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Kurds and unions victims of Turkish state repression

While the media is full of reports of the arrest of alleged coup plotters in Turkey, the military top brass will be reassured by the continuing state repression of not only the Kurdish minority but also the harsh treatment meted out to their legal representatives.

On Christmas eve, there was the mass arrest of some 80 leading members of the new Peace and Democracy Party (BDP). The action followed the banning of the popular pro-Kurdish Democratic Society Party (DTP) by Turkey’s Constitutional Court. Those detained are all former pro-Kurdish deputies or mayors.

Earlier this year, a 15-year-old girl, a Turkish Kurd, named Berivan, was jailed in Turkey for nearly eight years – reduced on appeal from thirteen and a half years – after being convicted of "terrorist" offences. She was arrested at a demonstration in the south-eastern city of Batman in October 2009.

She was found guilty of "crimes on behalf of an illegal organisation" after prosecutors alleged she had hurled stones and shouted slogans. She was also convicted of attending "meetings and demonstrations in opposition to the law" and "spreading propaganda for an illegal organisation".

According to the Haldane Society of Socialist Lawyers, under counter-terrorism legislation introduced in 2006, Turkey has been trying juveniles as adults, and jailing them for up to 50 years. Recent official figures have revealed that there are currently 2,622 minors in Turkish prisons. According to the Diyarbakir Human Rights Association, some 737 minors have been charged under the counter-terrorism legislation since its introduction.

Between 1959 and 2009, Turkey was the worst violator of the European Convention on Human Rights, with almost 19% of all violations, and 2,295 judgements issued against it. Turkey also had the highest proportion of violations in 2009, with 347 out of 1,625 negative rulings. The right most commonly violated was the right to a fair trial. Turkey was also condemned in 30 cases of inhumane or degrading treatment.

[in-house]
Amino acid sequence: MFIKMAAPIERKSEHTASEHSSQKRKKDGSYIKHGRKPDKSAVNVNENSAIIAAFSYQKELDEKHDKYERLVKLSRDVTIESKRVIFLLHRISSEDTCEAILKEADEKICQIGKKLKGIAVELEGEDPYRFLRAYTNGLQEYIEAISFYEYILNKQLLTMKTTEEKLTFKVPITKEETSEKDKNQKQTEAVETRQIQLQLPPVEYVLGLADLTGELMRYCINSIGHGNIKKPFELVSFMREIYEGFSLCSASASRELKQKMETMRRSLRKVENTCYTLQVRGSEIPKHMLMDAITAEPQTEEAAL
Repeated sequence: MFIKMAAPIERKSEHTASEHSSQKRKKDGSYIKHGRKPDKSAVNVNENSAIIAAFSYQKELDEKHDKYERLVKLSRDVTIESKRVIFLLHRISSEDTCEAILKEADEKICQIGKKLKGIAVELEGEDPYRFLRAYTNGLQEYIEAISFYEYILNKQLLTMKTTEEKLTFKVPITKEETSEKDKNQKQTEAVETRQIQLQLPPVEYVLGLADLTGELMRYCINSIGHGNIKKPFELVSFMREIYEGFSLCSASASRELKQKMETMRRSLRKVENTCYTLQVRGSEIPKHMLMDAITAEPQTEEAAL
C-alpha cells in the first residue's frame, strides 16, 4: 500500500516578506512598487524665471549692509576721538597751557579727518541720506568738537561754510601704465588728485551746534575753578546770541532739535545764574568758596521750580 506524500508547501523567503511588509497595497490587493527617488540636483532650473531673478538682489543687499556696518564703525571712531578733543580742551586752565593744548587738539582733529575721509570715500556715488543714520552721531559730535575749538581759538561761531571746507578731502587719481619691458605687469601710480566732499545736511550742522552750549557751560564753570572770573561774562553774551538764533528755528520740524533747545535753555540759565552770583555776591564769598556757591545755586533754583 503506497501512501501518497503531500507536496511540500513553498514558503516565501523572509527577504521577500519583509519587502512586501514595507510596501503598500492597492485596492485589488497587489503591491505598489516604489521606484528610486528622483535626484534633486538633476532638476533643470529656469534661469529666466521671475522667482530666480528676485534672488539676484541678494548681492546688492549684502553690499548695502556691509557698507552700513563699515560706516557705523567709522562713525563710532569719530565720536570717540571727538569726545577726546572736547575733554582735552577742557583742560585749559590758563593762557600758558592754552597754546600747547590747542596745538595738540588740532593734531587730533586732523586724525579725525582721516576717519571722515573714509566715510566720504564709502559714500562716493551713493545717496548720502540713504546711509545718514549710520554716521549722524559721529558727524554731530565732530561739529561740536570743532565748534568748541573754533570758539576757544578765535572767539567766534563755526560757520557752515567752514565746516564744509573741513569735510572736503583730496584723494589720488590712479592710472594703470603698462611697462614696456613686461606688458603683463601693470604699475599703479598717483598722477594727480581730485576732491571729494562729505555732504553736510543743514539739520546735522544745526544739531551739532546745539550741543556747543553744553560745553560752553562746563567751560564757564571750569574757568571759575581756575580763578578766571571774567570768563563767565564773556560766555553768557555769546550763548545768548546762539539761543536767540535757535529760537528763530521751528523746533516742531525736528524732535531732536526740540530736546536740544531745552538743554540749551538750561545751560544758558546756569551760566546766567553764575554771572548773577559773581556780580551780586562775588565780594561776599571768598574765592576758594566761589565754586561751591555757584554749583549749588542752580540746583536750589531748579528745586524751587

Then this month came the news that the lawyers, Irfan Dündar and Firat Aydinkaya, who act on behalf of imprisoned Kurdish leader Abdullah Ocalan, have been sentenced in Istanbul for "spreading propaganda for a terror organisation". The Istanbul 10th High Criminal Court gave both lawyers prison sentences of ten months each, suspended for five years.

Ocalan's lawyers were sentenced because of the appearance of a newspaper article entitled "A chance for Öcalan" published in Özgür Gündem on 29 and 30 April 2009. The court stated that the article included phrases made by Dündar and Aydinkakya such as "The lawyers conveyed Öcalan's opinion on the developments within KONGRA-GEL [Kurdish national movement PKK]", "He is experiencing the pain of change" and "Öcalan's opinions are important for an enduring peace".

In a statement, the Haldane Society said: “Informed by the findings of a number of its members who participated in an International Delegation to Turkey in February 2008, the Haldane Society firmly believes that the sentence reflects the intolerable conditions under which lawyers acting for the Kurdish leader have been subject since his apprehension in 1999 and the subsequent trial.

Unfortunately, it is nothing new for not only have they been subjected to various forms of harassment and intimidation while performing their normal professional duties and seeking to represent their client, they have been treated as terror suspects themselves. The fact is that Turkish law as presently constituted permits such charges to be routinely brought against lawyers simply for putting across the case of their client.

In a past period, British trade unions and human rights organisations campaigned against taking holidays in Spain when it was under the Franco dictatorship. It’s about time this tradition was resurrected in relation to Turkey and not just because of the persecution of the Kurds. On 7 December, virtually the entire executive committee as well as some local branch office officials of Nakliyat-Is, a trade union which organises transport workers, were arrested and the union headquarters raided. What is the Trades Union Congress waiting for?

Paul Feldman
Communications editor
26 February 2010

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